Ten Highlights

  1. Dahi Jalebi
  2. Tunday Kabab in Aminabad Market
  3. Chat at Shuklas
  4. Aminabad Market
  5. Kabab and Rumali Roti
  6. Nahari Kulcha at Rahims
  7. More Kabab and Naan
  8. Thandai
  9. Bada Imambara, Rumi Darwaza and Residency
  10. 6 flavor Pani Puri

Lucknow needs no introduction. Say nawabs, tehzeeb or lazeez pakwaan and it would immediately be synonomous with Lucknow, and vice versa. Our trip to Lucknow was a two day gastronomy tour, sprinkled with a bit of history and fantasy.

Surdy, Adi and I started out of Delhi on Friday evening. We reached Kanpur in the morning. Now it so happens that our dear flatmate Panda went to school in Kanpur. And it was only apt that we pay a visit to his great alma-mater and bring him back soil from the football field. So after a few hours of halt in IIT Kanpur and dahi jalebi for breakfast, we were back on our journey to Lucknow - the fabled land of Nawabs.

On reaching Lucknow, we checked into an inexpensive hotel near the railway station. The hotel room was really basic - 2 cots, sheets, buckets of hot water on request, mosquito coils (don't remember if we bought them or if they were given) and a broken ventilator above the door. Someone told me the ventilator was broken for obvious reasons. After a hot water bath, we immediately rushed off to Aminabad market for Tunday Kabab. Delicious! After the kababs, we hit the chat stall on the road. Ummm, delightful.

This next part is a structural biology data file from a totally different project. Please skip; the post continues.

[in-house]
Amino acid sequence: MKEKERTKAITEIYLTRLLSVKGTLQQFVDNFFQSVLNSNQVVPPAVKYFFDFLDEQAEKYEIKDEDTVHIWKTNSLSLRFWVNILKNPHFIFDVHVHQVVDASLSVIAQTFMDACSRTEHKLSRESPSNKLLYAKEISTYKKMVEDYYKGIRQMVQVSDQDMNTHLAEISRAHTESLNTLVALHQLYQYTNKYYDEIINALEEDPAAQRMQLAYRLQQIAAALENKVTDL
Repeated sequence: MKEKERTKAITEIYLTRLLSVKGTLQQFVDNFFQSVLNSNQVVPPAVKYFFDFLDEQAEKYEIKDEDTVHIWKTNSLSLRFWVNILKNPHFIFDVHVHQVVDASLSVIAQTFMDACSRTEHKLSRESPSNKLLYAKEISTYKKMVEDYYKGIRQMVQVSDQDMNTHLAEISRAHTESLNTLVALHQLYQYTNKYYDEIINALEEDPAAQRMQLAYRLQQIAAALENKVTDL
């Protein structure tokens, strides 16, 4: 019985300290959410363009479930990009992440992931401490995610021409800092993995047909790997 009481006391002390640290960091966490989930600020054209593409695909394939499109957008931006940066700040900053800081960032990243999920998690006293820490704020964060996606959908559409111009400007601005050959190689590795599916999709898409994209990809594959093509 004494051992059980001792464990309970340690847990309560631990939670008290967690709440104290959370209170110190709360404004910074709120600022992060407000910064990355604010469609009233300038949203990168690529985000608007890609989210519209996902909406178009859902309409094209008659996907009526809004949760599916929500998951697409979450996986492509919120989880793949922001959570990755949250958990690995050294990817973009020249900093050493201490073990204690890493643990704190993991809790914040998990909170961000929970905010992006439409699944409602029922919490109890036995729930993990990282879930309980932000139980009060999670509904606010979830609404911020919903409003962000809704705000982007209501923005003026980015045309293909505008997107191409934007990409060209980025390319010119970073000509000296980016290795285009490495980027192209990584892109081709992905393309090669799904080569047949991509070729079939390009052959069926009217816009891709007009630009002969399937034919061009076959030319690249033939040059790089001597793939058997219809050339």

Wandering through the market lanes, we reached a Chikan workshop cum showroom. It surprised me how expensive the dresses were, considering that Lucknow was the home to Chikan handicraft industry. We'd get cheaper and better quality Chikan stuff in Hyderabad. Clearly, it was a way to exploit and fleece the visitor charmed by Lucknowi chikan work. We moved on to enjoy Lucknow by night. After some obscure corners and dark tomb parks, we decided it was time for the second (or rather third) culinary halt - kabab and rumaali roti. More walks and interactions with rickshaw-walas confirmed our thoughts that Kothas in Lucknow were a thing of the past and mere Bollywood fantasy now. Don't think there was a trace of it left - not atleast easily accessible or visible.

On Sunday morning, we began with our pilgrimage to Karims for the nahari and kulcha. For the uninitiated, nahari is like stew of lamb leg, cooked overnight with a key ingredient - potli ka masala. Access to Karims was through the most oriental and exotic (but also very dirty) lane a westerner can imagine. We could smell the food from a good 20 yards. Inside, the seating was in a kind of basement. Actually, it must have been the ground floor. But centuries of road building sank the original level of the shop by a few feet. Inside ate everyone - rich shop owner, poor alm seeker, a madarsa student, and travelers like us. One of the better nahari kulchas I have eaten in cities! But it didn't go well with our not-so-carnivorous friend Adi, which called for another food halt - this time the more conservative kabab and naan. The eating joint we stopped at was an interesting place. The chefs made kababs in a large wok right at the entrance, filling up the place with smoke and heat from the flames. The actual entrance was a 2 feet passage for the customers to squeeze by. Inside, a smoke filled dimly lit room was occupied by lazy lurkers from the city, burqa clad girls, busy business people - all who came to grab a bite. When we tipped 20 rupees to the young boy who served us, he leaped in the air and actually kissed the guy who stood beside him. I have rarely seen a guy so happy! And happiness is so relative; a 20 rupee note can make some jump with joy, a 20 thousand rupee bonus doesn't liven me up.